Following the content creation comes the selling and marketing of your courses. This is where Teachable wins by a landslide. Both give the freedom to sell one time or recurring goods, offer discounts and packages, or add affiliate programs, but Teachable has more choices. The real clincher is Teachable’s 1-step checkout process, which reduces customer fallout (which happens more during obsolete, 2-step procedures like Thinkific’s). It also includes a 1-click upsell upon checkout, raising transactions per customer. Another significant advantage is Teachable’s payment gateway that accepts credit card, PayPal, Apple Pay, and Google Pay payments. Another service included is the automated payout to affiliates and authors (when applicable), taking care of tax forms and similar documentation. For those who have users from the EU, it even goes as far as including EU VAT on top of course prices. That definitely gives you more value for your own content. Click here to check out pricing for Teachable.
Teachable vs Podia Most Successful Teachable Courses
One of the online class platforms with the most affordable top tier is Podia. Though it doesn’t have a free plan, and its basic plan comes at $39/month (with Teachable at $29/month), its top and only remaining plan is offered at $79 (with Teachable at $399). This price gap could be a result of the vastly different things they each offer. On the one hand, Teachable is a fully customizable course creator and vendor, and on the other, Podia decided to concentrate on Online Course Hosting, Membership or Email Marketing, and Digital Downloads. Those will instantly help you narrow down your choice to what is best suited to your needs.
Podia’s compact categories lets users filter out other aspects which they may not have to dip into, such as e-commerce. Its interface is easy, clean, and pretty great for novice instructors. Having said that, this is why it may not meet the needs of instructors who want to do more with their website. Since the variety isn’t much, more advanced users may find it lacking.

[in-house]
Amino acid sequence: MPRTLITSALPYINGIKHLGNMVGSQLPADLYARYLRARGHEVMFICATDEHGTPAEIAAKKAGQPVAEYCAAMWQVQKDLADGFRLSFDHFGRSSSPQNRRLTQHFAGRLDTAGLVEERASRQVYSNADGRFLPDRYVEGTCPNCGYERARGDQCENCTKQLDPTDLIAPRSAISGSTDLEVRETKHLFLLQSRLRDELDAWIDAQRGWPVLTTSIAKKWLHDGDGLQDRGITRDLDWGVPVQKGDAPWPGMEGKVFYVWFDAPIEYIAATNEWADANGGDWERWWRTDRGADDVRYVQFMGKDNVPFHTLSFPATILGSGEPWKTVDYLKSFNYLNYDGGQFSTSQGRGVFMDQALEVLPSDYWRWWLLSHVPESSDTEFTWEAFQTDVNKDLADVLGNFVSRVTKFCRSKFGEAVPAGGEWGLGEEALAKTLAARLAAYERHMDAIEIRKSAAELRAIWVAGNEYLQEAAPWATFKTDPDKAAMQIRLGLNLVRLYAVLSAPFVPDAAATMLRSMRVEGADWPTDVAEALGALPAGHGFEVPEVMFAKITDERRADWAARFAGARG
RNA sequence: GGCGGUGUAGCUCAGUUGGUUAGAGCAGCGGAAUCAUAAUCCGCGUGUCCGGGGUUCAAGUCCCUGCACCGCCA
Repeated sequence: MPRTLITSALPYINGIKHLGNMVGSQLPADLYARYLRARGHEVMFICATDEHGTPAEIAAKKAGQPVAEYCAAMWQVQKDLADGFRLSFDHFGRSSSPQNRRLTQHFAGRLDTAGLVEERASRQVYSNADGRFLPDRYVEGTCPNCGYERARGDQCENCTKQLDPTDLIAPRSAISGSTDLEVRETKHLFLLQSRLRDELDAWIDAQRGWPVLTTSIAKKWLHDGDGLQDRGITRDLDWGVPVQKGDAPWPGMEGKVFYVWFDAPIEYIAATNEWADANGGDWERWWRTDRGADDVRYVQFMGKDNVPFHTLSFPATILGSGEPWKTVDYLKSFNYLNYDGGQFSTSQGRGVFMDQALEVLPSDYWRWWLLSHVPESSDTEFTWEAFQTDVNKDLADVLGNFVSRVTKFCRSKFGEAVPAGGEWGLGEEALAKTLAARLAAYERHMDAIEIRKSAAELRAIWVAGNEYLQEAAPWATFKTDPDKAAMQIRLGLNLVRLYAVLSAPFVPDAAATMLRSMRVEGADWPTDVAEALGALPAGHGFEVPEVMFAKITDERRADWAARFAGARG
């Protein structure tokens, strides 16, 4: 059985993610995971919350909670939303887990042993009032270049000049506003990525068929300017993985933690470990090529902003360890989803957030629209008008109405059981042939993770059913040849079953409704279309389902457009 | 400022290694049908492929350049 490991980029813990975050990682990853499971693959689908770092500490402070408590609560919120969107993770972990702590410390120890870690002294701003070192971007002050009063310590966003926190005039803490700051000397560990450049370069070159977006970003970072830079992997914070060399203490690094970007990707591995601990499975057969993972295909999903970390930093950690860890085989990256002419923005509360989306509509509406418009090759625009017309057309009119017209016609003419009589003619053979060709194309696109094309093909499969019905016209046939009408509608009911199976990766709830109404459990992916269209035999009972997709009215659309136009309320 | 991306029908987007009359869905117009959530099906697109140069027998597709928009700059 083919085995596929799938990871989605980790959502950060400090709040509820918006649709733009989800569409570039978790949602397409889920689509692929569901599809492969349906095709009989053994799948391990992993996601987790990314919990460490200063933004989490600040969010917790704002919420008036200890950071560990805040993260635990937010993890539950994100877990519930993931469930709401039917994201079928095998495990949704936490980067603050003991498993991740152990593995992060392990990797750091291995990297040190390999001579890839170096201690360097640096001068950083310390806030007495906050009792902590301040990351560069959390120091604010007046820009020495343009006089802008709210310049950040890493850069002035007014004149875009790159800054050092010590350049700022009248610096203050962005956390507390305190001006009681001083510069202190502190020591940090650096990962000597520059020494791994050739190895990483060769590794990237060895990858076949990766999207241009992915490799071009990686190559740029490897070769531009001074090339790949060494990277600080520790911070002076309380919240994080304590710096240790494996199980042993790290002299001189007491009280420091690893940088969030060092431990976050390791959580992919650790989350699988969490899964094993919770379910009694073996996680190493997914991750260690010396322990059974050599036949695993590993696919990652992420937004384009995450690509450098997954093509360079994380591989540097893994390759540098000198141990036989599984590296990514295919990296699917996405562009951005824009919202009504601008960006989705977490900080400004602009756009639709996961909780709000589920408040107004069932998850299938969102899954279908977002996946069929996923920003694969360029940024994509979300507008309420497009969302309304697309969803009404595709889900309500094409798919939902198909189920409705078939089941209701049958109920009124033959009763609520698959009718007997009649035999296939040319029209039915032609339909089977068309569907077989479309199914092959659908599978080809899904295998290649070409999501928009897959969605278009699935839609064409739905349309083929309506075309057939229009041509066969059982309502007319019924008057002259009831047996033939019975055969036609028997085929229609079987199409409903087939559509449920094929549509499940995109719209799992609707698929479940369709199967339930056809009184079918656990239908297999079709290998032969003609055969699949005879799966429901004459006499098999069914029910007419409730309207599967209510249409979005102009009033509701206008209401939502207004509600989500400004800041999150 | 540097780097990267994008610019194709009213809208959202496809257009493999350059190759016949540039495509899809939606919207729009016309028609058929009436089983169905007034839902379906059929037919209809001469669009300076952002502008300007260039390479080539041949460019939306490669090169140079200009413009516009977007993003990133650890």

Course Creation and Control
Teachable defeats Podia in design and personalization tools, with choices for easy uploads of files, texts, and quizzes. Those that dabble in code can also explore that within Teachable. Users can easily get the sleek look of a professional site by selecting from default themes that can be customized to liking. Teachable’s editor makes it easy to create changes and push upsells, maximizing both user’s time and profitability.
Both have a trickle content attribute for the ones that would like to space the lessons offered to their clients, and prevent cramming modules in 1 go. What is unique to Teachable is advanced control over course compliance, such as keeping tabs on students’ completion of quizzes and lessons. It also has built-in certificates that users can make and send to their clients at the end of the lessons. In terms of integrations, Teachable has better autoresponders and analytics, both of which are extremely important to marketing and sales.
Recommendation Most Successful Teachable Courses
To summarize, Teachable‘s interface is approachable even to the most inexperienced users, has excellent creation and builder resources for designing a slick course site, gives you control over your marketing and sales, has features that reduce time and effort on backend paperwork, and gives the best value for money. With more upgrades and user feedback, they’re certain to be a trusted choice for years to come.